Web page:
Address:

Whitefriars Olde Ale House
114-115 Gosford Street
Coventry
West Midlands
CV1 5DL
0247 625 1655.


Hours:

Open all day  


 

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Whitefriars Olde Ale House  

This is probably one of the best pubs in Coventry, serving up to 6 guest ales at a time.

The building really does date from the middle ages and the slopes and low ceilings all lend it an air of a building forgotten by the town planners - thankfully.

There are a number of small rooms throughout the length of the pub and the bar unusually round a corner half way down the pub, so you'd be forgiven for thinking there was nowhere to get served at first.

Also good is that the pub is a well kept secret and so it is never too busy or too full to make you turn round and walk out. For the winter there are log fires and the summer has a rather nice beer garden with someone taking a keen interest in the flowers.

Access for the disabled is possible as there is a toilet, but remember this building was put up before anyone thought of people not being fully mobile. The slopes and ramps may prove difficult.

Music is also played here on Sundays and is varied but usually interesting.

Food is served here, but only lunch times (12-2) including Sunday.

The History.

These buildings are two of the few surviving medieval timber framed structure which once crowded the ancient City of Coventry. They are sited on the South side of Gosford Street which together with Spon Street once formed the main East West thoroughfare of the City, linking Birmingham and Leicester. Many travellers passed along this way, evidenced by the large number of Inns and Hostelries which once stood along this route to cater for their needs.

They stand within what was once the Precinct boundary of the Carmelite Friary, founded in 1342 - now known as Whitefriars - and adjacent to a cobbled road, Whitefriars Lane, which once led to it.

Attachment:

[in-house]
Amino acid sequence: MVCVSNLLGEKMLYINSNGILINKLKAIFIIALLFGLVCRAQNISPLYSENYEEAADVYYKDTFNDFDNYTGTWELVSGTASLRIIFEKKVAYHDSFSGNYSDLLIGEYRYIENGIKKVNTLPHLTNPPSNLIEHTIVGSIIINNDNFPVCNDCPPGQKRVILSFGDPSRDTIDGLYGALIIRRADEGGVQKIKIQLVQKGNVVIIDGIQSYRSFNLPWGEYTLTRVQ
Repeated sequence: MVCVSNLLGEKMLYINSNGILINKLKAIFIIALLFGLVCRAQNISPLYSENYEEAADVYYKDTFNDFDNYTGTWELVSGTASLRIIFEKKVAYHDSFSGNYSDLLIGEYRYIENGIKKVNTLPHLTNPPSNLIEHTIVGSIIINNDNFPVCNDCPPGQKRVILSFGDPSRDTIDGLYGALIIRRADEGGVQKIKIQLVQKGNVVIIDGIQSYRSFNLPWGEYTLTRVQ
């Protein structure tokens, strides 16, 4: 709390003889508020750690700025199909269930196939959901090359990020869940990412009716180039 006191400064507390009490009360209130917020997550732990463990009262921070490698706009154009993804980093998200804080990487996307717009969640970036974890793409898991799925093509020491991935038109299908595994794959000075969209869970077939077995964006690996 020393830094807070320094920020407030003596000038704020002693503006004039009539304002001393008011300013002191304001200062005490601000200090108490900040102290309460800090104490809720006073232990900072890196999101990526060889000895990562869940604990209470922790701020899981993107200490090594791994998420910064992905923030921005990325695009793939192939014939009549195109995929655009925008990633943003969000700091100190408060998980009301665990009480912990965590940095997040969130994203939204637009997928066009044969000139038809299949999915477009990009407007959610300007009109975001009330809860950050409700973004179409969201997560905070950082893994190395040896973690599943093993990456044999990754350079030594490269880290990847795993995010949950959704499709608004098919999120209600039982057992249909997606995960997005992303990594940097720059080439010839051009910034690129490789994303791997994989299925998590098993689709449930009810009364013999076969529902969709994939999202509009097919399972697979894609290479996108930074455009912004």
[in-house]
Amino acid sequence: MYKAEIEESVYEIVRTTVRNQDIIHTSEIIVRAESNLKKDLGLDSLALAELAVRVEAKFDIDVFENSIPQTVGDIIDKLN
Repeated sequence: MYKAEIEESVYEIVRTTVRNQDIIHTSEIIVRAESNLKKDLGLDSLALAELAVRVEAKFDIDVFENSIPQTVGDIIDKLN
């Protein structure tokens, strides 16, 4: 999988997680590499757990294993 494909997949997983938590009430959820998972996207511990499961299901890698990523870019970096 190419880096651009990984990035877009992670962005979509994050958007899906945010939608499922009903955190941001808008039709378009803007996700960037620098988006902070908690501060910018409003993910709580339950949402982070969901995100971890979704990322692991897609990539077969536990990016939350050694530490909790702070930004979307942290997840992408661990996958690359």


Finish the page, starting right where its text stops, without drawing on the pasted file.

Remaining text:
Though much altered over the years, the earliest surviving parts of this building date from the 14th C, and are therefore contemporary with the Friary. All that remains of the original purlin roof is the small block of wood located above the collar beam in the gable end truss with many of the rafters in this bay all these members are smoke blackened, indicating that this structure was once the Hall, open from the ground to roof with a hearth in the centre. The first floor structure, side purlins and chimney breasts were introduced in the 16th C, when standards of comfort had improved. The large stone fire places are themselves a rare survival, that to the ground floor only being discovered during building works. It is now to be restored.

To the rear and set at right angles was a single bay service range. Largely rebuilt, but on the original Plan in the 18th C, the roof structure has now been reinstated. This was linked to the Hall by an area which now contains the stairs. Though badly fire damaged this area has now been fully restored including a 16th C, window found in the debris.

This building is indeed curious and unique. It is not a timber framed building in the true sense i.e. an independent structure. Rather it is a collection of second hand timbers re-used and gaining support from both 115 and the remains of a substantial gable end frame which once belonged to the building next door. There is none of the evidence of medieval craftsmanship which is exhibited in 115. Either this is a do-it-yourself rebuild of an earlier structure, possibly destroyed by fire or a makeshift temporary building which has far outlasted the expectations of its builder. Whatever its origin every effort has been made to preserve it intact with its intrigue for future generations.

The two buildings have long been combined into a single use as a Butchers Shop from 1850 until its closure in 1976. Poorly maintained and fire damaged, their future had become perilous, the structure was weak and had collapsed in several places. Michael and Yvonne Luke took over the premises in May and have painstakingly refurbished and renovated the building to as near as original as possible. The premises reopened as Whitefriars Olde Ale House on 13th December 2000, and hope that one and all will come and enjoy part of Coventry's Heritage once more.


 

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Services

 

beer, food, disabled access, beer garden, real fire, music, train 

 

©Beerguide 2017

Beers:

Up to 6 guest ales all week. 


 

Accommodation: 

Menzies Leofric Hotel
Broadgate
Coventry, CV1 1LZ
0247 622 1371


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